The Olympus PEN E-P5 is the latest in Olympus’ Micro Four-Thirds (MFT) interchangeable lens camera lineup. While the E-P5 blends the latest tech into a classic retro body, does the performance match up with its elegant design?
Features and design
The first thing you’ll notice about the E-P5 is its classic retro camera design. The camera looks like it stepped right out from the 1970s, but that isn’t a bad thing; as they say, “Everything eventually comes back in style,” and the E-P5’s good design proves that. The camera comes in silver, black, and white. We received the black version to test, but they all look equally sharp.
The good design doesn’t end with just looks. The controls are very thoughtfully laid out, with just about every camera function a button press away. The top plate of the camera houses the on/off switch, function button, shutter release, and mode dial. There are front and rear dials, which as in most cameras are used to change shutter speed and aperture (although Olympus throws in a little twist).
The rear of the camera features a lever that controls Olympus’ “2×2 dial” interface. What this means is that when the lever is in position one, the front and rear dials can be used to change shutter speed and aperture. Slide the lever to the “2” position and those same dials can be used to change ISO and white balance settings. Like we said earlier, just about everything on the camera is a button press away.
Other controls are fairly standard for a camera of this size: four-way controller, movie record button, playback, trash buttons, etc.
The E-P5 is a highly customizable camera that will do really well in any number of shooting situations.
The E-P5 features a 1.04-million dot LCD panel. It’s a 3-inch capacitive touchscreen that tilts both upward and downward in a wide range of angles. For shooters that prefer a viewfinder, a new optional VF-4 2.36-million dot LCD hot-shoe accessory is available as well. During our testing, we found the VF-4 to be very bright and provided an excellent means for composing images. It has eye detection, so it automatically turns itself on and turns off the LCD when you bring the camera up to your face. We found it more pleasing than using the LCD to compose images. At $279, it will cost you though. The good news is that older VF-2 and VF-3 viewfinders will also work on the E-P5.
When it comes to image capture, the E-P5 uses the same 16-megapixel sensor that is also used in the OM-D E-M5 (LINK). In addition to all the normal shooting modes, you’ll find 12 artistic digital filters such as grainy film and soft focus, and 23 scene modes such as sports and portrait. Olympus also packed in its “5-axis” image stabilization that’s found in the E-M5. This advanced IS technology allows for compensation for just about any type of camera movement.
Also new to the line is Wi-Fi, where Olympus has been a bit of a slow mover. Unfortunately, Olympus’s smartphone apps for iOS and Android were not ready as of the time of this writing, so we’ll be taking a closer look at them in a future review.
Overall, the E-P5 is a solidly built camera. The body is aluminum and features minimal plastic parts. It’s well designed and feels good in your hand.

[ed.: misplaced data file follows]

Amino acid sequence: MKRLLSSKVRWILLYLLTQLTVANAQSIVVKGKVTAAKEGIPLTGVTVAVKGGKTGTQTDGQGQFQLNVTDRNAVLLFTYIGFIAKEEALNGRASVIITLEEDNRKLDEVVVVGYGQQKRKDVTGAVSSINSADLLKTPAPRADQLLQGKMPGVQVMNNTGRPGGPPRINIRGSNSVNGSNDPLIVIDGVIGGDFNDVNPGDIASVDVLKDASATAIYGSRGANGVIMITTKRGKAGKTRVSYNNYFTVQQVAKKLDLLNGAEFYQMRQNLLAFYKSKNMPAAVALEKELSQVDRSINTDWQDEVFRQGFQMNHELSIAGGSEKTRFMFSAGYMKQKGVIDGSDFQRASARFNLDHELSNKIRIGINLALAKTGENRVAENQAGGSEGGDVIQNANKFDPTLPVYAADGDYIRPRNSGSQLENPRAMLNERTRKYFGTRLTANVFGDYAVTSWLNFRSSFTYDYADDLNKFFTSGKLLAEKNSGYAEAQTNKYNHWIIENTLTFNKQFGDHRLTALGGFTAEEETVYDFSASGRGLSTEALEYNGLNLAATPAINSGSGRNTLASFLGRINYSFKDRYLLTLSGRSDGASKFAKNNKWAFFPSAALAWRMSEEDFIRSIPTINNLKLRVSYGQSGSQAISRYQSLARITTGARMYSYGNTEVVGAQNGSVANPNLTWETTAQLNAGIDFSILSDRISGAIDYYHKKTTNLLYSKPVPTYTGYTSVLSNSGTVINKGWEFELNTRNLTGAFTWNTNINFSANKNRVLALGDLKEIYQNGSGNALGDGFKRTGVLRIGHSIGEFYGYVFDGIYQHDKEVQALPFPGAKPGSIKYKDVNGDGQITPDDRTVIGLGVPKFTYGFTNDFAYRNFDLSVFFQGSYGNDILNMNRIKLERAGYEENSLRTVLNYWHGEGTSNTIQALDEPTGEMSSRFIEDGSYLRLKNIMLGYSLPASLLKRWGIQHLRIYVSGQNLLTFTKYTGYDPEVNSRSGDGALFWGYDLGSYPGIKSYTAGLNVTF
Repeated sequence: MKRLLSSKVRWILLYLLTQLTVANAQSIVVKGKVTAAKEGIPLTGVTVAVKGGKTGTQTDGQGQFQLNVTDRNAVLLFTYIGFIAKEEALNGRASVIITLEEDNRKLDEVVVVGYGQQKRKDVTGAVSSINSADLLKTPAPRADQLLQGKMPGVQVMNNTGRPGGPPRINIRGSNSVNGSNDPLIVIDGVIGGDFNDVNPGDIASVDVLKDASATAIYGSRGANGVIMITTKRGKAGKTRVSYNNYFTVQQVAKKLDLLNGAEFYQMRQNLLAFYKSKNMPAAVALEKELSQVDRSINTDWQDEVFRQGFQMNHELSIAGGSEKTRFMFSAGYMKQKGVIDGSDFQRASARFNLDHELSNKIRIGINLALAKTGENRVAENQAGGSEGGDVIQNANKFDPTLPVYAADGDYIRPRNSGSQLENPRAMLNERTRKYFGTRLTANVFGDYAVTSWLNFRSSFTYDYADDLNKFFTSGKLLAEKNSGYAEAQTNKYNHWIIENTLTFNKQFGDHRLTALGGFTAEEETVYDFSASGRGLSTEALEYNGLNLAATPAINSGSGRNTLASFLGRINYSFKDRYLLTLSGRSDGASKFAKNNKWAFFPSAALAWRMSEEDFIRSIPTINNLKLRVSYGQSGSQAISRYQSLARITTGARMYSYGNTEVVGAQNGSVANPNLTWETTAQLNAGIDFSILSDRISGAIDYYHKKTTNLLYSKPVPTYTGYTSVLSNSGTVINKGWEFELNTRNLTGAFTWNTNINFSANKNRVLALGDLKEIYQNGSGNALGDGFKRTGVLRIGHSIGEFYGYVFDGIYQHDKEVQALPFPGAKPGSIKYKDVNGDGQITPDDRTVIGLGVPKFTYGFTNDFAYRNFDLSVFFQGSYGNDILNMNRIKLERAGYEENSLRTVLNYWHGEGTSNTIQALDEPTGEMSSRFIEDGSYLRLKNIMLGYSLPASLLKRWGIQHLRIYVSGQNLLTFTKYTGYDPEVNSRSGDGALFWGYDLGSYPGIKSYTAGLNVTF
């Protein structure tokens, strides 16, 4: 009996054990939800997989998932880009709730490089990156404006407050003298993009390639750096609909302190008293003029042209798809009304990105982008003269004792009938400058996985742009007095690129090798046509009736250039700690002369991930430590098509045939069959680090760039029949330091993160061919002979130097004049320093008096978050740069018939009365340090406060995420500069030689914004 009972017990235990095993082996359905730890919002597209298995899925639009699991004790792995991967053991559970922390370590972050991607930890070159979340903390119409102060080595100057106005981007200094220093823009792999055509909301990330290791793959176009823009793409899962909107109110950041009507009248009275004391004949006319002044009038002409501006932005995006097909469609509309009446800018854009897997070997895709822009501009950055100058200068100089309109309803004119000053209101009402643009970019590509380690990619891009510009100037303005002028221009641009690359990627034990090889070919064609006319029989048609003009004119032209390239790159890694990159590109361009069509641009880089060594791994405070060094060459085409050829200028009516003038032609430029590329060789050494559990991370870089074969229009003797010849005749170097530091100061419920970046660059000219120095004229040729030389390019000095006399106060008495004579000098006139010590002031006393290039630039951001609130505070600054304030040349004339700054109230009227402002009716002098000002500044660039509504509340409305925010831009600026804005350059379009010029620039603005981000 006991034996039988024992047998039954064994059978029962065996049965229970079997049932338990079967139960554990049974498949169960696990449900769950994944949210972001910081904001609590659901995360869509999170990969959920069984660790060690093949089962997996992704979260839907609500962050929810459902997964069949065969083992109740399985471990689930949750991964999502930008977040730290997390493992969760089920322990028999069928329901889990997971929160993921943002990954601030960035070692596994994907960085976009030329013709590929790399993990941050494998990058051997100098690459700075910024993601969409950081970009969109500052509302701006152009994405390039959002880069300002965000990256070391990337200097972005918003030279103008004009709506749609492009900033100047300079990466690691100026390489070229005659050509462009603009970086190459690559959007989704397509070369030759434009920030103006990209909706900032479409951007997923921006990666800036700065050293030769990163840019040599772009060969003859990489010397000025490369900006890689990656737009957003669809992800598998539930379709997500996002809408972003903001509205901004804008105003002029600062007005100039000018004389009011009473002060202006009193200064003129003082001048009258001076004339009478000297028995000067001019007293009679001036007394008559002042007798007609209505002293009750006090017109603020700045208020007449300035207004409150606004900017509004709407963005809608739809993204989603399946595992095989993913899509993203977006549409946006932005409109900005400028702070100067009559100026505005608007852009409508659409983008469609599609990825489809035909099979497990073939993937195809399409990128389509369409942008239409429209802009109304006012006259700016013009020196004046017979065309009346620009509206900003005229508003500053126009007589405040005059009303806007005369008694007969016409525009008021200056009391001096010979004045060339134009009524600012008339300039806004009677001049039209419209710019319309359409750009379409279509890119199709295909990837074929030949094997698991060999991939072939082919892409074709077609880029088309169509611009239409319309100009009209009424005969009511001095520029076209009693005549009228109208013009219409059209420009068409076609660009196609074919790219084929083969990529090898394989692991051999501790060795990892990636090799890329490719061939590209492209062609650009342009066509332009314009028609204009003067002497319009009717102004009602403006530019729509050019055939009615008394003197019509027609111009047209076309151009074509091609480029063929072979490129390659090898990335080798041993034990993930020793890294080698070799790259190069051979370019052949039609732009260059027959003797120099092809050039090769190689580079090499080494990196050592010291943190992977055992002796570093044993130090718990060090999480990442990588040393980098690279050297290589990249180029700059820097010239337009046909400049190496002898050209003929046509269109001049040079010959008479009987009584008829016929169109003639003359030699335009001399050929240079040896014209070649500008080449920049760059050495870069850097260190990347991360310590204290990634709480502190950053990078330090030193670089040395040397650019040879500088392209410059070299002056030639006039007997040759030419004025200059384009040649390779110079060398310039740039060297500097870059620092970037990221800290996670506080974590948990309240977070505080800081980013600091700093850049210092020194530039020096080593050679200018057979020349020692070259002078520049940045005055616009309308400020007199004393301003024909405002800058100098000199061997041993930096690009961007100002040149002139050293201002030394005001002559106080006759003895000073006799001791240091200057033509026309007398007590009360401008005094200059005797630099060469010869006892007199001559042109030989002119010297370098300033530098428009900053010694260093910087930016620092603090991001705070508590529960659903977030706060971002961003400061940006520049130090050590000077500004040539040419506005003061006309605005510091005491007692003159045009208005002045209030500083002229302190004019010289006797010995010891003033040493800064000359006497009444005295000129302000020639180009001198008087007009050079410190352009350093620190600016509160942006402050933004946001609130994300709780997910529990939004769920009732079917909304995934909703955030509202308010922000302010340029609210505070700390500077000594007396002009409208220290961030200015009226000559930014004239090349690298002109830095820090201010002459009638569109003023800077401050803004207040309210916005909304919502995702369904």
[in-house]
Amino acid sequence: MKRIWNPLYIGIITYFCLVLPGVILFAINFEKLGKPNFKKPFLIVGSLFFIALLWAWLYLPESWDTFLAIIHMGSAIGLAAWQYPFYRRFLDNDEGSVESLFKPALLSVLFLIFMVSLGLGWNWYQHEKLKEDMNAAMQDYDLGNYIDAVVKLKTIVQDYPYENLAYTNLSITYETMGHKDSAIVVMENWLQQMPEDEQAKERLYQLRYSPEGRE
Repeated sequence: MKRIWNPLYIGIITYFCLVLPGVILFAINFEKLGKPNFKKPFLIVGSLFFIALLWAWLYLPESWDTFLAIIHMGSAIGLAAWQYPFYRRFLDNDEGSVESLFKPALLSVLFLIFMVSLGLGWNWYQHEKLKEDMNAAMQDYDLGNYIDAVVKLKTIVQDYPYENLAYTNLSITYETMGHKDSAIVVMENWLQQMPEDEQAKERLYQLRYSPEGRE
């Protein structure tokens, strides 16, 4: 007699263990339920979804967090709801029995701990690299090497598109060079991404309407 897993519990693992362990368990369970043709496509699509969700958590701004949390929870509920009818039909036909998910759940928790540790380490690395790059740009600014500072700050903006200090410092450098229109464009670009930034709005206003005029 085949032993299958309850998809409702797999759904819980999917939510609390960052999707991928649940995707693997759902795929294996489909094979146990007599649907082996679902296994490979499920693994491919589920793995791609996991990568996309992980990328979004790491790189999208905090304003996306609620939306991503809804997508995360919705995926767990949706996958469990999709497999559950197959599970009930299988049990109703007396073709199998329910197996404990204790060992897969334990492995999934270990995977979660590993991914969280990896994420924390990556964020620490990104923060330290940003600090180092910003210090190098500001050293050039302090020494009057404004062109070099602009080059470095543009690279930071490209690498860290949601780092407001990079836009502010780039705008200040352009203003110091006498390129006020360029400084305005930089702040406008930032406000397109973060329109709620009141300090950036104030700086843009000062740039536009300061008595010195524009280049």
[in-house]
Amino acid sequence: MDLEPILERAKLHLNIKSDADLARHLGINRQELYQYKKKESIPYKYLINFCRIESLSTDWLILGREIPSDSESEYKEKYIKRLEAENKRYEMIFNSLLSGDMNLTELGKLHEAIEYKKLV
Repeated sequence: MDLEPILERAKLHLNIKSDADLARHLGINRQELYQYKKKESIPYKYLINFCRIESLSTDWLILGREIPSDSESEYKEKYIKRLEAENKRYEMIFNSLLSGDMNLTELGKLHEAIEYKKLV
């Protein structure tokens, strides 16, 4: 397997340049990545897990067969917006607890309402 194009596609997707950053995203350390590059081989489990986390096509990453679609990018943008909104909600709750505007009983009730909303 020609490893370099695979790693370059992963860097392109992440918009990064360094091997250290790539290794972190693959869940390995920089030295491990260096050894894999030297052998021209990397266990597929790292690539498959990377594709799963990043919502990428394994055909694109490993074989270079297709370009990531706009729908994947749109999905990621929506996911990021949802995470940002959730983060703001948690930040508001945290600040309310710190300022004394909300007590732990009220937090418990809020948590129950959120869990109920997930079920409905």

What’s in the box
Depending on your kit, you’ll find either an f/3.5-5.6 14-42mm zoom or f/1.8 17mm prime lens, battery, battery charger, and camera strap; you can also purchase the body without a lens. Our test kit also included the optional VF-4 viewfinder.
Performance and use
Overall, the E-P5 was a real joy to use. The controls were well laid out and the camera has very good ergonomics.
The autofocus was really fast, but not as smart as we would have liked. There were several instances where the AF chose to focus on an area of the shot that we didn’t expect.
The 9 frames-per-second drive shooting performed well in action-oriented situations. When combined with the very fast 1/8000-second top shutter speed, we were able to capture all the fast outdoor action.
When it came to image quality, we initially found that the E-P5 was producing a lot of JPEG images that weren’t sharp and lacked detail. We found this a little confounding, so we kept on shooting until we could figure it out. By default, the camera’s noise filter is set to “standard.” Even in good lighting, the filter seemed a bit too aggressive at removing detail from our images.
Once we turned off the noise filter, we found that images were very sharp when we zoomed in. Images also had nice color reproduction and the auto white balance worked very well.
We found images start to get noisy at around ISO 800, especially with the noise filter turned off. However, our opinion is that the noisier images with the filter turned off looked more pleasing than the less noisy images with the detail removed by the noise filter. It might take some tweaking, but you’ll probably find the right balance of noise versus detail for the shooting conditions you’re working in.
Video quality looked very nice, and the E-P5 shoots up to 1080/30p HD video. The continuous autofocus was a tad bit slow when shooting video, but that’s a very minor complaint.
All the staffers who had a chance to try out the E-P5 loved it, and we were sad to see it leave our hands. It’s nicely designed, has a ton of features, and produces really nice images. The noise filter is a bit aggressive that results in less-than-sharp images, but this is easily fixable by adjusting the settings to your liking. The E-P5 is a camera that will do really well in any number of shooting situations, as long as you can handle the price tag.
- Attractive retro design
- Efficient and intuitive controls
- Good performance
- (Almost) infinitely customizable
- Autofocus not as smart as we would have expected
- Myriad features and customization options may be too confusing for some users
- Noise filter aggressively removes detail from JPEG images